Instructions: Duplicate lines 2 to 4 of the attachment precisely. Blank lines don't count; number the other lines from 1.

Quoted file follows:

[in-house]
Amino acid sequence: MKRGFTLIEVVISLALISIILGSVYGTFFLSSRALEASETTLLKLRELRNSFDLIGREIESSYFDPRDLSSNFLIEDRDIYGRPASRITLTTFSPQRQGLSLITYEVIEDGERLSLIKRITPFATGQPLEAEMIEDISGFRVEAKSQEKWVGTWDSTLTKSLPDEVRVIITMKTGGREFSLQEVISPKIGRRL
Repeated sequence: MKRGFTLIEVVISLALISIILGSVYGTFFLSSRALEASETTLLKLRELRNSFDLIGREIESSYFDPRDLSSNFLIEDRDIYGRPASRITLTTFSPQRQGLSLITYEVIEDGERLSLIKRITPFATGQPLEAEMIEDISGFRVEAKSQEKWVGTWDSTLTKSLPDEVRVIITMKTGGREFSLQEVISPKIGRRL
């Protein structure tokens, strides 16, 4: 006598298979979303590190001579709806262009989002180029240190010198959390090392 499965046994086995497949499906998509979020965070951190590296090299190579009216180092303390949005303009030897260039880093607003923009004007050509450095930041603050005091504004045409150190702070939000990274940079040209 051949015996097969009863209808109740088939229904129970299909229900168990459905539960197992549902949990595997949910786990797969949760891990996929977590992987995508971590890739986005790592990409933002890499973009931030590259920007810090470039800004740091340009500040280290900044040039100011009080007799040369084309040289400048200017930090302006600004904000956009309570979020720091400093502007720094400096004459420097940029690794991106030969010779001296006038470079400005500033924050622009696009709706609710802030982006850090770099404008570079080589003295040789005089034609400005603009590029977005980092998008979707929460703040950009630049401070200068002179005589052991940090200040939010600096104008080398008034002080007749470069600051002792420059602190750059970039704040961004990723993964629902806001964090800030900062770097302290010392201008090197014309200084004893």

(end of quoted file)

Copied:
Amino acid sequence: MKRGFTLIEVVISLALISIILGSVYGTFFLSSRALEASETTLLKLRELRNSFDLIGREIESSYFDPRDLSSNFLIEDRDIYGRPASRITLTTFSPQRQGLSLITYEVIEDGERLSLIKRITPFATGQPLEAEMIEDISGFRVEAKSQEKWVGTWDSTLTKSLPDEVRVIITMKTGGREFSLQEVISPKIGRRL
Repeated sequence: MKRGFTLIEVVISLALISIILGSVYGTFFLSSRALEASETTLLKLRELRNSFDLIGREIESSYFDPRDLSSNFLIEDRDIYGRPASRITLTTFSPQRQGLSLITYEVIEDGERLSLIKRITPFATGQPLEAEMIEDISGFRVEAKSQEKWVGTWDSTLTKSLPDEVRVIITMKTGGREFSLQEVISPKIGRRL
């Protein structure tokens, strides 16, 4: 006598298979979303590190001579709806262009989002180029240190010198959390090392 499965046994086995497949499906998509979020965070951190590296090299190579009216180092303390949005303009030897260039880093607003923009004007050509450095930041603050005091504004045409150190702070939000990274940079040209 051949015996097969009863209808109740088939229904129970299909229900168990459905539960197992549902949990595997949910786990797969949760891990996929977590992987995508971590890739986005790592990409933002890499973009931030590259920007810090470039800004740091340009500040280290900044040039100011009080007799040369084309040289400048200017930090302006600004904000956009309570979020720091400093502007720094400096004459420097940029690794991106030969010779001296006038470079400005500033924050622009696009709706609710802030982006850090770099404008570079080589003295040789005089034609400005603009590029977005980092998008979707929460703040950009630049401070200068002179005589052991940090200040939010600096104008080398008034002080007749470069600051002792420059602190750059970039704040961004990723993964629902806001964090800030900062770097302290010392201008090197014309200084004893």